Know Before You Go: Death Valley National Park
Death Valley is one of America’s most evocative national parks, with desolate desert landscapes, dramatic mountain ranges, and of course, the lowest point in North America. Let Shaka Guide lead the way!
We take you to many of the park’s most fascinating and awe-inspiring places. With 19 stops and 140 audio tracks, we cover popular attractions like the Badwater Basin salt flats, the Dante’s View overlook, and the Mesquite Flat Sand Dunes.
Because of the park’s harsh environment, not to mention its vast size, there are a few things you need to know before you go. Keep reading to make the most out of your visit.
- Our tour starts from two different entrances, the east entrance by Death Valley Junction, and the West Entrance near Panamint Springs.
- The fee to enter Death Valley National Park is $30 per vehicle, good for 7 days. There’s no gate controlling entry to the park, so you’ll stop by an entrance station or visitor center to pay for the pass.
- The park is open 24/7, so you can start or end your tour at any time. Plan to stay out late for some spectacular stargazing!
- Cell service is spotty and Wi-Fi is almost non-existent in the park, so download the tour before you go!
- There are two gas stations along the tour route: one at Furnace Creek and the other at Stovepipe Wells. Gas is cheaper outside the park.
- Places to purchase supplies inside the park are few and far between. Purchase water and snacks somewhere in town before entering the park.
What to Expect
To Get An Early Start
What’s the best way to get the most out of your day? Get an early start! Try to reach an entrance gate no later than 9 a.m. (or even 8 a.m.) to beat the heat and fill the day with sightseeing.
To Do A Lot Of Driving
Death Valley National Park is the largest national park in the lower 48 states. Our tour takes most of the day, and we still don’t hit everything! Some parts of the tour require lots of driving in between stops. Not to worry: we’ve got stories, important logistical tidbits, and music to keep you occupied.
To Drink a Lot of Water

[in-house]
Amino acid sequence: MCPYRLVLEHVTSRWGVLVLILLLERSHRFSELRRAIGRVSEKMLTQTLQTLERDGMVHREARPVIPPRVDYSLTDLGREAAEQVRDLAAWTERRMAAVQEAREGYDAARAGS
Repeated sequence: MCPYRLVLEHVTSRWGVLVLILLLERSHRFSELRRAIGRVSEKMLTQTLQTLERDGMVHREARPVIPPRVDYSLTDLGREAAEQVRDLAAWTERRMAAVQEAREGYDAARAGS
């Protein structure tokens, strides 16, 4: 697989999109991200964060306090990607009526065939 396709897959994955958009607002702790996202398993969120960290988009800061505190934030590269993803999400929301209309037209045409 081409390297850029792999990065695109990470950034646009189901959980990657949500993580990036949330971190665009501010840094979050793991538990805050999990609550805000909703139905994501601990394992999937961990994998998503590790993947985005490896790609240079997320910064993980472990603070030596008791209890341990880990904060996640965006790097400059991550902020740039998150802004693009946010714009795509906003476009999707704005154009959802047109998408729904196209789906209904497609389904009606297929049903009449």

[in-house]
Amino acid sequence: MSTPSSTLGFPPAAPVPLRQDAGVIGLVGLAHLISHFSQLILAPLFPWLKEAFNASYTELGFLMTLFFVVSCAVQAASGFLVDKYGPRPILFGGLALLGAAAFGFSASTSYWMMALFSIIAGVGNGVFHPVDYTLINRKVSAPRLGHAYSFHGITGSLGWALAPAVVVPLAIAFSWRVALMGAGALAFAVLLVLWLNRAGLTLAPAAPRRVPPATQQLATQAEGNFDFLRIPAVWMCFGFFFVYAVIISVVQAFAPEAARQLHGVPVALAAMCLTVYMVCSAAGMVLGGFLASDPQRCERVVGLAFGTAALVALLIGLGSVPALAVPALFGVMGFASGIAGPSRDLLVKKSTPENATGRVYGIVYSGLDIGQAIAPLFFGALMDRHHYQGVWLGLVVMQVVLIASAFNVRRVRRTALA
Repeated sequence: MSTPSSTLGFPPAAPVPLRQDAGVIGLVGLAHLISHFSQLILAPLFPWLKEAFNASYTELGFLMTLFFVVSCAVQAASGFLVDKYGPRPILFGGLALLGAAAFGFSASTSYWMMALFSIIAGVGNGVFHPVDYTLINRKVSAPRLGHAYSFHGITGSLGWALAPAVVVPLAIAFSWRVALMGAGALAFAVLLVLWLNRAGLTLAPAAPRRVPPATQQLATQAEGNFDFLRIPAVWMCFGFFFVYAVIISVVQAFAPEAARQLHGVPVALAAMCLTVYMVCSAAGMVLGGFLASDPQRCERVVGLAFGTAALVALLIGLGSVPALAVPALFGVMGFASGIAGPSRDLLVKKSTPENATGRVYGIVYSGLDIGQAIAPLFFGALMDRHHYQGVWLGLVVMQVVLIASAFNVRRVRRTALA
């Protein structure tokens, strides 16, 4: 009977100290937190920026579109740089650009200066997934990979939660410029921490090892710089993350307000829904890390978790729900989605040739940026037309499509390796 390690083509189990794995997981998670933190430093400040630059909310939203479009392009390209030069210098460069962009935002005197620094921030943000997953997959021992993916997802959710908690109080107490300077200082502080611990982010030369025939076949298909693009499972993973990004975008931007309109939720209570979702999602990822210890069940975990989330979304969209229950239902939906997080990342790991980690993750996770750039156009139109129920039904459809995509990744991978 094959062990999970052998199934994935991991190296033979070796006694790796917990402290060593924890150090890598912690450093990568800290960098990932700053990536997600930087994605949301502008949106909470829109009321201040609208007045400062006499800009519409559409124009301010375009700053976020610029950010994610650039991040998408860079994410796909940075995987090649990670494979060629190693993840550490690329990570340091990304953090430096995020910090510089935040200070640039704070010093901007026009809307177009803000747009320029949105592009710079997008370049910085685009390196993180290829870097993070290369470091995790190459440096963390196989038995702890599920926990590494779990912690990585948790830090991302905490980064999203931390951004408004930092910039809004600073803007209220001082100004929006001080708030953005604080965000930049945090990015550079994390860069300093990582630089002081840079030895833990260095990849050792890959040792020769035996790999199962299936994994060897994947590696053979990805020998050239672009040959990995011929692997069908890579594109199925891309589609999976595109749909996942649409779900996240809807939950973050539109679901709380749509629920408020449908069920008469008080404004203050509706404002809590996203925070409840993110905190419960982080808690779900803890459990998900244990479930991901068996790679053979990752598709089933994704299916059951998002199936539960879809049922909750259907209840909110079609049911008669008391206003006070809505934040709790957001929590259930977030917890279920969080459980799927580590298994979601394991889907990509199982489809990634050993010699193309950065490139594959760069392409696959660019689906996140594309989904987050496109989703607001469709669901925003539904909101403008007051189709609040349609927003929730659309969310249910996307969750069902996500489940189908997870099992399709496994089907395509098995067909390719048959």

It’s not called Death Valley for nothing! Even in cooler months, this is still a very dry desert. To be on the safe side, bring a gallon of water per person. Especially if you plan on doing any hiking.
To Pay A Lot for Food and Gasoline
This park is pretty remote, so gas and food are at a premium here. If you can, buy supplies and gas in town before heading into the park. Stop by a grocery store to pick up picnic food rather than paying for a meal in the park. Otherwise, prepare to spend a lot of money. Generally speaking, prices for gas and food are better at Stovepipe Wells than Furnace Creek.
To Enjoy That ‘Wow’ Factor
If you’ve never visited Death Valley, how do you imagine the park’s appearance? You may know it’s home to Badwater Basin, the lowest point in North America, but you may be surprised at the vast scale of this valley, with daunting mountain ranges looming over salt pans and basins. And with no trees in the way, you can see a long, long way. So enjoy this epic landscape!
To Experience Different Temperatures
We have nearly 6,000 feet of elevation change on our Death Valley tour. Dante’s View is consistently 20-25 degrees Fahrenheit cooler than Badwater Basin below. That relief may be welcome in the hot months, but during the winter, that could mean needing a coat!
Death Valley is far from empty. It’s full of stories, and we do our best to share the best ones. As you drive through the park, you’ll learn about the park’s mining history, geology, and human presence.
You’ll also learn about a surprising number of pop culture references, including some blockbuster filming locations. You’ll leave the park as an expert on everything Death Valley.
While on the tour, the only things you need to budget for are food, souvenirs, fuel, and the park’s entry fee. Of course, you should also take into consideration any supplies you may need to purchase before starting the tour, like sunscreen and snacks.
- $30 entry fee per vehicle, good for 7 days.
- $15-40 per person per meal. And forget to buy jugs of water!
- Souvenirs at the park’s general stores.
- Bring snacks and plenty of water, especially if you go hiking.
- Avoid hiking alone.
- Avoid hiking or driving in canyons in wet weather, or if a storm is imminent.
- If you have car trouble, remain by your car.
- Call (760) 786-3200 for current road conditions.
- On the extremely unlikely chance you encounter a mountain lion while hiking in the mountains, make a lot of noise, pick up small children, and don’t run away. Maintain eye contact as you slowly back away and give the animal space. In the extremely unlikely event that the animal attacks, fight back.
Here’s our packing list. What you take depends on what you plan to do on the tour.
- Phone charger/mount (very important!)
- Hiking clothes
- Hiking shoes
- Jacket for higher elevations
- Canteen/ refillable water bottle
- Credit card
Leave No Trace
Here at Shaka Guide, we promote ways we can preserve special places, like our national parks, for future generations. Please pick up your trash, leave plant and animal life as you find it, and stick to marked trails. In this way, generations to come can enjoy Death Valley National Park.
We hope that we’ve given you all the information you need to make the most of your day. Your vacation is extremely important to us so if you have any questions feel free to reach out at firstname.lastname@example.org.
For more detailed information to help you plan, check out our Death Valley National Park Itinerary!
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